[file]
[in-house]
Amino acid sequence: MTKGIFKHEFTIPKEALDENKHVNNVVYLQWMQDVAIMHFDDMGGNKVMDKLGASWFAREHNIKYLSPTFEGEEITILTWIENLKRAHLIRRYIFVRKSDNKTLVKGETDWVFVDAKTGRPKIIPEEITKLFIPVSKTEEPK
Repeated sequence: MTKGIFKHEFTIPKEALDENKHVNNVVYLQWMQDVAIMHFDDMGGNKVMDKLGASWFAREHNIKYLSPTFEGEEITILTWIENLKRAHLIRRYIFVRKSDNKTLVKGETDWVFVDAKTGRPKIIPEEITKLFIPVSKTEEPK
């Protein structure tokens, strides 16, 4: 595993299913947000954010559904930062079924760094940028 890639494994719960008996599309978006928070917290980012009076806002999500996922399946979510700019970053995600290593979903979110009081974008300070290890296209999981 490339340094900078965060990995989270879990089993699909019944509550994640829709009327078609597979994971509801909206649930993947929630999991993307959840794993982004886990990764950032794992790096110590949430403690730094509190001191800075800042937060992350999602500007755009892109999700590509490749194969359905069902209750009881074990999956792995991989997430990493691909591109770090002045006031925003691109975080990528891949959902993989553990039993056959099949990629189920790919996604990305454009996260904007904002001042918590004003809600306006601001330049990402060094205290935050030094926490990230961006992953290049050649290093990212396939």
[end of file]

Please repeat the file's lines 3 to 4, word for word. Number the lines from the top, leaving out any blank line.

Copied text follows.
Repeated sequence: MTKGIFKHEFTIPKEALDENKHVNNVVYLQWMQDVAIMHFDDMGGNKVMDKLGASWFAREHNIKYLSPTFEGEEITILTWIENLKRAHLIRRYIFVRKSDNKTLVKGETDWVFVDAKTGRPKIIPEEITKLFIPVSKTEEPK
């Protein structure tokens, strides 16, 4: 595993299913947000954010559904930062079924760094940028 890639494994719960008996599309978006928070917290980012009076806002999500996922399946979510700019970053995600290593979903979110009081974008300070290890296209999981 490339340094900078965060990995989270879990089993699909019944509550994640829709009327078609597979994971509801909206649930993947929630999991993307959840794993982004886990990764950032794992790096110590949430403690730094509190001191800075800042937060992350999602500007755009892109999700590509490749194969359905069902209750009881074990999956792995991989997430990493691909591109770090002045006031925003691109975080990528891949959902993989553990039993056959099949990629189920790919996604990305454009996260904007904002001042918590004003809600306006601001330049990402060094205290935050030094926490990230961006992953290049050649290093990212396939």